As government censorship relaxed, Wirathu became active on social media, spreading his message of hate by posting sermons on YouTube and Facebook.
In July 2013, Time magazine put him on their front cover with the headline: ‘The Face of Buddhist Terror?’
Some speculate that the Burmese government supports Wirathu in the hope that his rhetoric will distract citizens from the country’s other problems and give a nationalist boost to the ruling party ahead of parliamentary elections scheduled for later this year.
Sensationalism and a lack of professional standards among Burma’s tabloid journalists are also exacerbating ethnic tensions. Anti-Muslim riots in Mandalay in July 2014, for example, were sparked by a post on Facebook alleging the rape of a Buddhist girl by her Muslim employer.
Although the story proved false, the tabloid media quickly picked it up, triggering communal violence. For their part, Burmese journalists frame the Muslim-Buddhist conflict in nationalist terms by offhandedly using loaded words such as ‘Bangladeshi’ or ‘immigrants’ to describe the Rohingya.
Government-imposed travel restrictions on local and foreign journalists’ access to the Rohingya internment camps limit accurate reporting.
In February 2014, the Ministry of Information reduced the duration of foreign reporters’ visas from three months with multiple entries, to one month with a single entry, likely as a reaction to the international media criticism sparked by the government’s treatment of Rohingya refugees.
Local newspapers that provide balanced reporting on the Rohingya-Rakhine conflict often face a backlash.
As one editor at Seven Day News explains, ‘whenever we write about the conflict in Rakhine, we get a lot of angry letters and phone calls, especially from the Arakan [Rakhine Buddhist] side. Following criticism of our reporting on the violence in Rakhine in 2012, we decided to give the issue less prominence in our newspaper.’
Self-censorship of this kind can lead to a dearth of balanced information on the causes and consequences of inter-ethnic violence. When balanced reporting is scarce, biased and unprofessional accounts fill the vacuum. These reports go unchallenged, increasing the spread of misinformation.
No end in sight
Three years after violence broke out between Buddhists and Muslims in Rakhine State, no resolution to the ethnic and sectarian conflict is in sight.
As a consequence of the violence, the United Nations estimates that 120,000 Rohingya have fled the country during the past three years.
There are now 28,000 documented Rohingya refugees in Bangladesh, but the UNHCR estimates that up to 200,000 more are living in villages along Burma’s Bangladeshi border.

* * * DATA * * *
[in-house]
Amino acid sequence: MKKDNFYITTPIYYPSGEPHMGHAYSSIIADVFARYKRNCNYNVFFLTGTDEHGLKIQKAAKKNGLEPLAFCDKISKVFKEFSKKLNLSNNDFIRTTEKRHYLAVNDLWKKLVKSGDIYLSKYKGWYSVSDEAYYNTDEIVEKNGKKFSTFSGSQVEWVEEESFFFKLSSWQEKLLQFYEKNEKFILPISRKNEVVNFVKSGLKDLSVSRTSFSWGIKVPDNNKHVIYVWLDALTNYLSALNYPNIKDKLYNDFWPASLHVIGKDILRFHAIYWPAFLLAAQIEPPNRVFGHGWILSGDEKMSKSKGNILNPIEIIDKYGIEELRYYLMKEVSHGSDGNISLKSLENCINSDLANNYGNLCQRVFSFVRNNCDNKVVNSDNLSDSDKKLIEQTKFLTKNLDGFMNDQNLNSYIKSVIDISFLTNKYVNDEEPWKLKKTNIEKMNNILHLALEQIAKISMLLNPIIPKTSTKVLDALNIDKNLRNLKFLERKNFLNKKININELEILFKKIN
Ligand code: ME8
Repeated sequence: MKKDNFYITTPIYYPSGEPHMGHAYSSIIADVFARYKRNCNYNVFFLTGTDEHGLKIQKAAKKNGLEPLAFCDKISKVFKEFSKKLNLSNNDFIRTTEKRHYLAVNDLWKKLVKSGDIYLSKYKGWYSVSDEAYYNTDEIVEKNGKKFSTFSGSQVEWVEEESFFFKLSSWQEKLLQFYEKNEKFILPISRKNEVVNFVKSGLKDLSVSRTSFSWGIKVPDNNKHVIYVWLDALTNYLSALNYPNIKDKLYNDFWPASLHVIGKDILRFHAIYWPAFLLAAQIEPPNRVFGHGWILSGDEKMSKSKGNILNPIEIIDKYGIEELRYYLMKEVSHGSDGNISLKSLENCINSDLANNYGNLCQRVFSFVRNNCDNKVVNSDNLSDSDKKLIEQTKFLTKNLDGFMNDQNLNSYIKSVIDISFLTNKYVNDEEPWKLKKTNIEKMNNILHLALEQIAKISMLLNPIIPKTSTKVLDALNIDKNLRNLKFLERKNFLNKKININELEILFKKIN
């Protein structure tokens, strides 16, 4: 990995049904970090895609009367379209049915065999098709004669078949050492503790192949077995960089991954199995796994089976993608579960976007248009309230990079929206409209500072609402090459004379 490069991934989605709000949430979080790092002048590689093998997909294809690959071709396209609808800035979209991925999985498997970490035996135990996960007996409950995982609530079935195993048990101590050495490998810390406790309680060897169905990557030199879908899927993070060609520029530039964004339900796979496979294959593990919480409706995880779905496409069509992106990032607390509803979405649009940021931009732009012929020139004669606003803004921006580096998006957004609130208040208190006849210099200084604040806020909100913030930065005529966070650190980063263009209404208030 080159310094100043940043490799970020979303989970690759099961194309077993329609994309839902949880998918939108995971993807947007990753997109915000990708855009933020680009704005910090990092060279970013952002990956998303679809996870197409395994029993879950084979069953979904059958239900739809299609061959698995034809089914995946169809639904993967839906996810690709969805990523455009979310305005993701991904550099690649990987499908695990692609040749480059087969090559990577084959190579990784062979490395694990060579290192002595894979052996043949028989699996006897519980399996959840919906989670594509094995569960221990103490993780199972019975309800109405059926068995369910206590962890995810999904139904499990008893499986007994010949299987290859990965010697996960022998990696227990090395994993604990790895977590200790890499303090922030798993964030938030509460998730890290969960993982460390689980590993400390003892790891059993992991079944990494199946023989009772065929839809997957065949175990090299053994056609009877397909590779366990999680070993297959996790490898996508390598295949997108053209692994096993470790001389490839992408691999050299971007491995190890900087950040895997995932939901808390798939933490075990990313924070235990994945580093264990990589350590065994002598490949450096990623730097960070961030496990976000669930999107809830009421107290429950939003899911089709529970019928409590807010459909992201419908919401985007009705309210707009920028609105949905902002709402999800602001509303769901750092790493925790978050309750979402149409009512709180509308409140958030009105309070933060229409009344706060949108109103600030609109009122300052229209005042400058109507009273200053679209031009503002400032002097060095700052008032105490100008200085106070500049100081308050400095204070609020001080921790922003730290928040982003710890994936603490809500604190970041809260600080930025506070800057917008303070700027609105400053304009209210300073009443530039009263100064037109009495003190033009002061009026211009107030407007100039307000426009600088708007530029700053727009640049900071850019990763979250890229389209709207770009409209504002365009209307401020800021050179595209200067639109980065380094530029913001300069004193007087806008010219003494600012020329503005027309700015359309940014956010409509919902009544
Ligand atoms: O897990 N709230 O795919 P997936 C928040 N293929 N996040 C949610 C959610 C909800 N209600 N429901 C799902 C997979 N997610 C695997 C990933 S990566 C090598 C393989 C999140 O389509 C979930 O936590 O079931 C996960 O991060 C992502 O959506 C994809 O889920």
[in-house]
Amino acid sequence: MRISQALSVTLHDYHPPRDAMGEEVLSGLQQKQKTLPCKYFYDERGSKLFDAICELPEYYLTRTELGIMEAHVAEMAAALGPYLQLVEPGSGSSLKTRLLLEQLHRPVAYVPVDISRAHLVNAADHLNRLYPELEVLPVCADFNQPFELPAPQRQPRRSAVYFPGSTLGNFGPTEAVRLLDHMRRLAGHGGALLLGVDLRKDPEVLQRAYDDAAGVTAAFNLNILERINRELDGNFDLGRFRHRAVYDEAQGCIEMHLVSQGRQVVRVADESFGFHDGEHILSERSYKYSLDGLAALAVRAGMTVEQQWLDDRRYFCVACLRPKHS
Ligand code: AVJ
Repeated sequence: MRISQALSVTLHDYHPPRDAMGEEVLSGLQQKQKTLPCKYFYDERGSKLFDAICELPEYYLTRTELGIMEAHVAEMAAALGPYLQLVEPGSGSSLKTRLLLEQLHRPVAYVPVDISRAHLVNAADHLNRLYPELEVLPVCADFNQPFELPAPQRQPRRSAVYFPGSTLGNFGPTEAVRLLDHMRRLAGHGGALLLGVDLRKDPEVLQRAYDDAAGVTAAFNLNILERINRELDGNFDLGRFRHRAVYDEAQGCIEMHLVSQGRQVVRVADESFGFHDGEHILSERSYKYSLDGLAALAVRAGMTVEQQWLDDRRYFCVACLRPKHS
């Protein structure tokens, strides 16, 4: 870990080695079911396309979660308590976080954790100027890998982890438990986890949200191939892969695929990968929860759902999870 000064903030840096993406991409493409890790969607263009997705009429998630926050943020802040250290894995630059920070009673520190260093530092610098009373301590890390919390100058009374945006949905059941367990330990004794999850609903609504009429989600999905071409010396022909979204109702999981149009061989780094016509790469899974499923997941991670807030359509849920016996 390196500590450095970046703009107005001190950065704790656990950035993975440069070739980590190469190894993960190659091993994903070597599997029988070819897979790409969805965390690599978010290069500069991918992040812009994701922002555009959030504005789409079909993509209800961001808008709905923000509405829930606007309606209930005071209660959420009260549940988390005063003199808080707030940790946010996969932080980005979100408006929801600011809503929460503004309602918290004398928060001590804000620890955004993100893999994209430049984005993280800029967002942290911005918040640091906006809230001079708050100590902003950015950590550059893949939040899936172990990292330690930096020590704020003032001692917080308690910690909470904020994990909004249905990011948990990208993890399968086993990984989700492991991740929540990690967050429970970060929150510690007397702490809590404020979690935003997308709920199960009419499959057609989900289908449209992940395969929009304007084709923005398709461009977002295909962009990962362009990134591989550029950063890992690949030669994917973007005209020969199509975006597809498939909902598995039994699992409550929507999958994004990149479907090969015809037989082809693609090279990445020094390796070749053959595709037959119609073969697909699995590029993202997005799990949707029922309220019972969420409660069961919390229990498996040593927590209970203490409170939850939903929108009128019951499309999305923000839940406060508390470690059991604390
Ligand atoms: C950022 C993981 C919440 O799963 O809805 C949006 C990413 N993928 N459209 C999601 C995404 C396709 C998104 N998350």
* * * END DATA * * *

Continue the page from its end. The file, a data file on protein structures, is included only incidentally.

Thousands of desperate Rohingya have also turned to people smugglers in an attempt to reach nearby Thailand, Malaysia and Indonesia.
Previously, migrants were often smuggled to Thailand and northern Malaysia by land. But following the recent discovery of mass graves in more than a dozen abandoned camps used by human traffickers in the Thai and Malay jungle, both countries have cracked down on overland smuggling routes.
Seeking to avoid the crackdown, trafficking syndicates have responded by holding their victims in large ships close to international waters, and ransoming them by extorting money from their relatives. Traffickers have reportedly tricked or kidnapped Rohingya children as young as 13 years of age.
Survivors from the ships – which often hold thousands of victims for months at a time – describe beatings, sexual abuse and bodies being thrown overboard. Thousands remain trapped at sea on these ‘boat camps’, as countries in the region refuse to take more than a handful of refugees.
At a special ASEAN conference in Bangkok on 29 May, South-East Asian countries agreed to increase their search and rescue operations and to tackle the root causes of the migrant crisis.
However, the Burmese delegation refused to apologize for its policy of segregation, refusing even to use the word ‘Rohingya’– instead referring to all Rohingya as ‘Bengali’ migrants.
The Burmese delegation at the ASEAN conference refused even to use the word ‘Rohingya’– instead referring to all Rohingya as ‘Bengali’ migrants
Worse, the Rakhine conflict may be paying political dividends to the central government. The Burmese media have reported that two Rakhine insurgent groups that had been fighting government troops have now offered to co-operate with them to patrol the Burma-Bangladesh border in order to keep out illegal immigrants.
Even Nobel Peace Laureate Aung San Suu Kyi has been criticized by her fellow prize-winner the Dalai Lama for not doing enough to voice her opposition to the persecution of the Rohingya in her country.
The Burmese government deserves credit for the reforms it has undertaken over the past couple of years. But a country that does not acknowledge the freedom of all of its minorities can never be called a free country.